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13. CHAPTER XIII : THE MAGNET SWITCH
The guardsmen paid not the slightest attention to their wards, for the red men could not move over two feet from the great rings to which they were padlocked, though each had seized a weapon upon which he had been engaged when I entered the room, and stood ready to join me could they have but done so.
The yellow men devoted all their attention to me, nor were they long in discovering that the three of them were none too many to defend the armory against John Carter. Would that I had had my own good long-sword in my hand that day; but, as it was, I rendered a satisfactory account of myself with the unfamiliar weapon of the yellow man.
At first I had a time of it dodging their villainous hook-swords, but after a minute or two I had succeeded in wresting a second straight sword from one of the racks along the wall, and thereafter, using it to parry the hooks of my antagonists, I felt more evenly equipped.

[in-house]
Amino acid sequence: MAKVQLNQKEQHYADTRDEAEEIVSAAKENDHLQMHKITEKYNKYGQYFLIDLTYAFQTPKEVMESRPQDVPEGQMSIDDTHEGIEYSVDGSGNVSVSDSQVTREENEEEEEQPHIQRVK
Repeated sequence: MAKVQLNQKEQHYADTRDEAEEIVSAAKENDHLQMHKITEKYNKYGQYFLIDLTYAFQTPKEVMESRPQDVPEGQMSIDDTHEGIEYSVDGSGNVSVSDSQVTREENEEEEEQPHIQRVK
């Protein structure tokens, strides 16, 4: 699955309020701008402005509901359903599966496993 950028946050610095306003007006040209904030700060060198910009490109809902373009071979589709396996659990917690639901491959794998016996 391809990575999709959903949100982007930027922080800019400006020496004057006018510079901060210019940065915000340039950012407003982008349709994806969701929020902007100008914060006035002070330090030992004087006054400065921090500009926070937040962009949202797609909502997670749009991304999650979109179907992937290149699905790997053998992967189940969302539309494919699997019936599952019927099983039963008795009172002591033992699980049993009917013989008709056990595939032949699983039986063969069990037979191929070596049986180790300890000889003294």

The three of them were on me at once, and but for a lucky circumstance my end might have come quickly. The foremost guardsman made a vicious lunge for my side with his hook after the three of them had backed me against the wall, but as I sidestepped and raised my arm his weapon but grazed my side, passing into a rack of javelins, where it became entangled.
Before he could release it I had run him through, and then, falling back upon the tactics that have saved me a hundred times in tight pinches, I rushed the two remaining warriors, forcing them back with a perfect torrent of cuts and thrusts, weaving my sword in and out about their guards until I had the fear of death upon them.
Then one of them commenced calling for help, but it was too late to save them.
They were as putty in my hands now, and I backed them about the armory as I would until I had them where I wanted them--within reach of the swords of the shackled slaves. In an instant both lay dead upon the floor. But their cries had not been entirely fruitless, for now I heard answering shouts and the footfalls of many men running and the clank of accouterments and the commands of officers.
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